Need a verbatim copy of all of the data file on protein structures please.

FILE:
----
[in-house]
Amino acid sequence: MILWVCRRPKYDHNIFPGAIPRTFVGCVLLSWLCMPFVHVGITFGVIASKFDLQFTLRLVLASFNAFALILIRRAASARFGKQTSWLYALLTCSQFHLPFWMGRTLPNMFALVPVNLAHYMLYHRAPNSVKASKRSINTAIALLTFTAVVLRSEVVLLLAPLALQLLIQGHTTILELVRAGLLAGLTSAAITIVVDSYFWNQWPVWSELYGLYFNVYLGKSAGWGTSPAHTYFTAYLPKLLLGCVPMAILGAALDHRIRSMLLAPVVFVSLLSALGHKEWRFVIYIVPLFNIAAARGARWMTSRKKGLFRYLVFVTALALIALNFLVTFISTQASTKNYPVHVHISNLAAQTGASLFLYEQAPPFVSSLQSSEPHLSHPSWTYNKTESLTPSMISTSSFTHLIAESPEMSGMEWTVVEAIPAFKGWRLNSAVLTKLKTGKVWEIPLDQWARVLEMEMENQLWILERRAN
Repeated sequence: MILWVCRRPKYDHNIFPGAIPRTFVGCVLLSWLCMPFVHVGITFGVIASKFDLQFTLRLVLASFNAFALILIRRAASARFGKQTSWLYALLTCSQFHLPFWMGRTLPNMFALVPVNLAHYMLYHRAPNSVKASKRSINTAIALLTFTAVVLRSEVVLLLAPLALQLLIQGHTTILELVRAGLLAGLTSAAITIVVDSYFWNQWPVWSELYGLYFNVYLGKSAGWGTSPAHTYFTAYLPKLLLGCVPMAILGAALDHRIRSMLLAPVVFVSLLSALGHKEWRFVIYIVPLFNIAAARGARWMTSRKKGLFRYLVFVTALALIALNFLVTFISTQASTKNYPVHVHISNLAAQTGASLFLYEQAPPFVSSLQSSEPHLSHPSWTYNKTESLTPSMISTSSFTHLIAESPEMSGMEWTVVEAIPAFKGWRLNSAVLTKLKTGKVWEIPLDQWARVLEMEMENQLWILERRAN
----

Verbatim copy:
[in-house]
Amino acid sequence: MILWVCRRPKYDHNIFPGAIPRTFVGCVLLSWLCMPFVHVGITFGVIASKFDLQFTLRLVLASFNAFALILIRRAASARFGKQTSWLYALLTCSQFHLPFWMGRTLPNMFALVPVNLAHYMLYHRAPNSVKASKRSINTAIALLTFTAVVLRSEVVLLLAPLALQLLIQGHTTILELVRAGLLAGLTSAAITIVVDSYFWNQWPVWSELYGLYFNVYLGKSAGWGTSPAHTYFTAYLPKLLLGCVPMAILGAALDHRIRSMLLAPVVFVSLLSALGHKEWRFVIYIVPLFNIAAARGARWMTSRKKGLFRYLVFVTALALIALNFLVTFISTQASTKNYPVHVHISNLAAQTGASLFLYEQAPPFVSSLQSSEPHLSHPSWTYNKTESLTPSMISTSSFTHLIAESPEMSGMEWTVVEAIPAFKGWRLNSAVLTKLKTGKVWEIPLDQWARVLEMEMENQLWILERRAN
Repeated sequence: MILWVCRRPKYDHNIFPGAIPRTFVGCVLLSWLCMPFVHVGITFGVIASKFDLQFTLRLVLASFNAFALILIRRAASARFGKQTSWLYALLTCSQFHLPFWMGRTLPNMFALVPVNLAHYMLYHRAPNSVKASKRSINTAIALLTFTAVVLRSEVVLLLAPLALQLLIQGHTTILELVRAGLLAGLTSAAITIVVDSYFWNQWPVWSELYGLYFNVYLGKSAGWGTSPAHTYFTAYLPKLLLGCVPMAILGAALDHRIRSMLLAPVVFVSLLSALGHKEWRFVIYIVPLFNIAAARGARWMTSRKKGLFRYLVFVTALALIALNFLVTFISTQASTKNYPVHVHISNLAAQTGASLFLYEQAPPFVSSLQSSEPHLSHPSWTYNKTESLTPSMISTSSFTHLIAESPEMSGMEWTVVEAIPAFKGWRLNSAVLTKLKTGKVWEIPLDQWARVLEMEMENQLWILERRAN